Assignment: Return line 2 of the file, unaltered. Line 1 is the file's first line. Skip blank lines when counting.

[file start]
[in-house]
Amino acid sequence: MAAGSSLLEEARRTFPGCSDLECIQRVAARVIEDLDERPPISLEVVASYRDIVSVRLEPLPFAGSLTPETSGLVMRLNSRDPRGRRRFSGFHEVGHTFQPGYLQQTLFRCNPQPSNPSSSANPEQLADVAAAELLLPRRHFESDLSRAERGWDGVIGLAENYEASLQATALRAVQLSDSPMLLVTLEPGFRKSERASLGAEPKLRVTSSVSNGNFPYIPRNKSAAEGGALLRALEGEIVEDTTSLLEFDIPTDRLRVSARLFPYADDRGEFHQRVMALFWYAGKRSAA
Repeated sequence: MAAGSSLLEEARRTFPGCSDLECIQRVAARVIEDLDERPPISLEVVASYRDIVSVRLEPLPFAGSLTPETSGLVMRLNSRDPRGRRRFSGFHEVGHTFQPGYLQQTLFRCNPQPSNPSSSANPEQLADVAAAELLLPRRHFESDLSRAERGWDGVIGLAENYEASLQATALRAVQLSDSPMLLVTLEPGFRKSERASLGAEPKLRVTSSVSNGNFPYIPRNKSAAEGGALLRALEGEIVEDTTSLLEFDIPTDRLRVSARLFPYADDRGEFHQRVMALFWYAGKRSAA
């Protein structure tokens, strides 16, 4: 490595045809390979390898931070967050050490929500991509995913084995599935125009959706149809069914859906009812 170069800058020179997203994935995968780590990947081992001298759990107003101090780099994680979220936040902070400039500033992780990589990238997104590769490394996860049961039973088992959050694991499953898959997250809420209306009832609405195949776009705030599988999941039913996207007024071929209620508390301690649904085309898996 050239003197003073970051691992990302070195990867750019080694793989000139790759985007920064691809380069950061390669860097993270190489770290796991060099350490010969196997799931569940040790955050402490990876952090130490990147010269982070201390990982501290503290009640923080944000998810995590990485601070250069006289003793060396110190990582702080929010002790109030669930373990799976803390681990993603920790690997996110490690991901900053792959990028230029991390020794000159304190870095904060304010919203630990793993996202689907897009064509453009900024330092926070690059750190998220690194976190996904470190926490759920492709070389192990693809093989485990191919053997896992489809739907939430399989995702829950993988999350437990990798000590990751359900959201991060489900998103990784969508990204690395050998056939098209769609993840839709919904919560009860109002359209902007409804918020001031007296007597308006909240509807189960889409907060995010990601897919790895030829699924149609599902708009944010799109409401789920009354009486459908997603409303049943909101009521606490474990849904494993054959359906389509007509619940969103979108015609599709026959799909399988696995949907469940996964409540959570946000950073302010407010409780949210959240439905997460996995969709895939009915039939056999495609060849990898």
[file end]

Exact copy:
Amino acid sequence: MAAGSSLLEEARRTFPGCSDLECIQRVAARVIEDLDERPPISLEVVASYRDIVSVRLEPLPFAGSLTPETSGLVMRLNSRDPRGRRRFSGFHEVGHTFQPGYLQQTLFRCNPQPSNPSSSANPEQLADVAAAELLLPRRHFESDLSRAERGWDGVIGLAENYEASLQATALRAVQLSDSPMLLVTLEPGFRKSERASLGAEPKLRVTSSVSNGNFPYIPRNKSAAEGGALLRALEGEIVEDTTSLLEFDIPTDRLRVSARLFPYADDRGEFHQRVMALFWYAGKRSAA